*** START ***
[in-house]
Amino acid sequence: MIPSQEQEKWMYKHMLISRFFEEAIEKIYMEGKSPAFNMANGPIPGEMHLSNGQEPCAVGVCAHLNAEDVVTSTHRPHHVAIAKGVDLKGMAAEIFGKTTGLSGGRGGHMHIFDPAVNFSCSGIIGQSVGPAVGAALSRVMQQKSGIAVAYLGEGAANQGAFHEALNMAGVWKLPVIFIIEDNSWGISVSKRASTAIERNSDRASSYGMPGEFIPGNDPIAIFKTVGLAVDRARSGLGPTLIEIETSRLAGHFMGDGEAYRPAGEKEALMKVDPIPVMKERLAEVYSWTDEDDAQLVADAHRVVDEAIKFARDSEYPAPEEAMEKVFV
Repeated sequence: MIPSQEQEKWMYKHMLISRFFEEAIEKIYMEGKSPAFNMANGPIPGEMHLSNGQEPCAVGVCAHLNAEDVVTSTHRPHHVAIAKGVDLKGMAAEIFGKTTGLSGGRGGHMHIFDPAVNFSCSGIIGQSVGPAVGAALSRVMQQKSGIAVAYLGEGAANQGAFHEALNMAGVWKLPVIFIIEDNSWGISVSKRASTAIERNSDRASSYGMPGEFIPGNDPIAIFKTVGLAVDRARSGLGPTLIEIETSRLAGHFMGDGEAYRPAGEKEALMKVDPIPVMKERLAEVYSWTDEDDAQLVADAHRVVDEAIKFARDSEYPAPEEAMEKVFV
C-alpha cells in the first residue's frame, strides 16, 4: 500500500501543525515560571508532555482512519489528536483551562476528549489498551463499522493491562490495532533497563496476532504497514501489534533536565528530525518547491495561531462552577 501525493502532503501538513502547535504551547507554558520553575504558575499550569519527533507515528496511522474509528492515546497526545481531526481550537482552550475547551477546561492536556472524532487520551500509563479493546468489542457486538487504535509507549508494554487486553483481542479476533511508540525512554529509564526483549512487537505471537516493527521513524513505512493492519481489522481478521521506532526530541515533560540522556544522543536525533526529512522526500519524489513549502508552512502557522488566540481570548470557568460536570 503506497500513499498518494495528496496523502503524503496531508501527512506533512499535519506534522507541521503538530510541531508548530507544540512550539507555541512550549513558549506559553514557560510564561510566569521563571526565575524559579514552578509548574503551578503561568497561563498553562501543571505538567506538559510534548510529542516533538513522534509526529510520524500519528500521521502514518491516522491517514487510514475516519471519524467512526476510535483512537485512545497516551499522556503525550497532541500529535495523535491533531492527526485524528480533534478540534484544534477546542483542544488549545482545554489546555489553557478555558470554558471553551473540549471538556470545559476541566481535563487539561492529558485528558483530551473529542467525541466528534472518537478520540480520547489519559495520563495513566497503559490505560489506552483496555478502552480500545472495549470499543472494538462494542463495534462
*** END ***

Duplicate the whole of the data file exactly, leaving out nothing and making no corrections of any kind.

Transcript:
[in-house]
Amino acid sequence: MIPSQEQEKWMYKHMLISRFFEEAIEKIYMEGKSPAFNMANGPIPGEMHLSNGQEPCAVGVCAHLNAEDVVTSTHRPHHVAIAKGVDLKGMAAEIFGKTTGLSGGRGGHMHIFDPAVNFSCSGIIGQSVGPAVGAALSRVMQQKSGIAVAYLGEGAANQGAFHEALNMAGVWKLPVIFIIEDNSWGISVSKRASTAIERNSDRASSYGMPGEFIPGNDPIAIFKTVGLAVDRARSGLGPTLIEIETSRLAGHFMGDGEAYRPAGEKEALMKVDPIPVMKERLAEVYSWTDEDDAQLVADAHRVVDEAIKFARDSEYPAPEEAMEKVFV
Repeated sequence: MIPSQEQEKWMYKHMLISRFFEEAIEKIYMEGKSPAFNMANGPIPGEMHLSNGQEPCAVGVCAHLNAEDVVTSTHRPHHVAIAKGVDLKGMAAEIFGKTTGLSGGRGGHMHIFDPAVNFSCSGIIGQSVGPAVGAALSRVMQQKSGIAVAYLGEGAANQGAFHEALNMAGVWKLPVIFIIEDNSWGISVSKRASTAIERNSDRASSYGMPGEFIPGNDPIAIFKTVGLAVDRARSGLGPTLIEIETSRLAGHFMGDGEAYRPAGEKEALMKVDPIPVMKERLAEVYSWTDEDDAQLVADAHRVVDEAIKFARDSEYPAPEEAMEKVFV
C-alpha cells in the first residue's frame, strides 16, 4: 500500500501543525515560571508532555482512519489528536483551562476528549489498551463499522493491562490495532533497563496476532504497514501489534533536565528530525518547491495561531462552577 501525493502532503501538513502547535504551547507554558520553575504558575499550569519527533507515528496511522474509528492515546497526545481531526481550537482552550475547551477546561492536556472524532487520551500509563479493546468489542457486538487504535509507549508494554487486553483481542479476533511508540525512554529509564526483549512487537505471537516493527521513524513505512493492519481489522481478521521506532526530541515533560540522556544522543536525533526529512522526500519524489513549502508552512502557522488566540481570548470557568460536570 503506497500513499498518494495528496496523502503524503496531508501527512506533512499535519506534522507541521503538530510541531508548530507544540512550539507555541512550549513558549506559553514557560510564561510566569521563571526565575524559579514552578509548574503551578503561568497561563498553562501543571505538567506538559510534548510529542516533538513522534509526529510520524500519528500521521502514518491516522491517514487510514475516519471519524467512526476510535483512537485512545497516551499522556503525550497532541500529535495523535491533531492527526485524528480533534478540534484544534477546542483542544488549545482545554489546555489553557478555558470554558471553551473540549471538556470545559476541566481535563487539561492529558485528558483530551473529542467525541466528534472518537478520540480520547489519559495520563495513566497503559490505560489506552483496555478502552480500545472495549470499543472494538462494542463495534462